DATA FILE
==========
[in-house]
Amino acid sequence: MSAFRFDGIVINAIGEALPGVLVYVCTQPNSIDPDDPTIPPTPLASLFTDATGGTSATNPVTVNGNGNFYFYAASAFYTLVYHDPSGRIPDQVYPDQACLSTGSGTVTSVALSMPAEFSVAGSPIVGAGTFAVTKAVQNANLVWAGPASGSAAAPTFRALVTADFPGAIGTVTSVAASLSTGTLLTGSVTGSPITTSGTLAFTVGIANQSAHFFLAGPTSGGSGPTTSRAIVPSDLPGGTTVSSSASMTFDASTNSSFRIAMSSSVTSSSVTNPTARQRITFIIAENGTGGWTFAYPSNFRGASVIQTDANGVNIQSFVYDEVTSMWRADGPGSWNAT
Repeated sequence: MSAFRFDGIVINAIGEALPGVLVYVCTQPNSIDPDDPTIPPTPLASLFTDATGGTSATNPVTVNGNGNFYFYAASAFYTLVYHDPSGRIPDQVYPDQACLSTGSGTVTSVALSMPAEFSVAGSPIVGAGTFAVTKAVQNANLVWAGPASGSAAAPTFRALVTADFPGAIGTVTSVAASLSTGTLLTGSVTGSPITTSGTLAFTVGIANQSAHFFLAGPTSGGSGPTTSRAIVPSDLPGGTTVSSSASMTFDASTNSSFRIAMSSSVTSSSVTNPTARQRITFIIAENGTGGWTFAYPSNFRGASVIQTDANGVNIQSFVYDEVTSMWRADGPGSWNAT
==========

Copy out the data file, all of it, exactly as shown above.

[in-house]
Amino acid sequence: MSAFRFDGIVINAIGEALPGVLVYVCTQPNSIDPDDPTIPPTPLASLFTDATGGTSATNPVTVNGNGNFYFYAASAFYTLVYHDPSGRIPDQVYPDQACLSTGSGTVTSVALSMPAEFSVAGSPIVGAGTFAVTKAVQNANLVWAGPASGSAAAPTFRALVTADFPGAIGTVTSVAASLSTGTLLTGSVTGSPITTSGTLAFTVGIANQSAHFFLAGPTSGGSGPTTSRAIVPSDLPGGTTVSSSASMTFDASTNSSFRIAMSSSVTSSSVTNPTARQRITFIIAENGTGGWTFAYPSNFRGASVIQTDANGVNIQSFVYDEVTSMWRADGPGSWNAT
Repeated sequence: MSAFRFDGIVINAIGEALPGVLVYVCTQPNSIDPDDPTIPPTPLASLFTDATGGTSATNPVTVNGNGNFYFYAASAFYTLVYHDPSGRIPDQVYPDQACLSTGSGTVTSVALSMPAEFSVAGSPIVGAGTFAVTKAVQNANLVWAGPASGSAAAPTFRALVTADFPGAIGTVTSVAASLSTGTLLTGSVTGSPITTSGTLAFTVGIANQSAHFFLAGPTSGGSGPTTSRAIVPSDLPGGTTVSSSASMTFDASTNSSFRIAMSSSVTSSSVTNPTARQRITFIIAENGTGGWTFAYPSNFRGASVIQTDANGVNIQSFVYDEVTSMWRADGPGSWNAT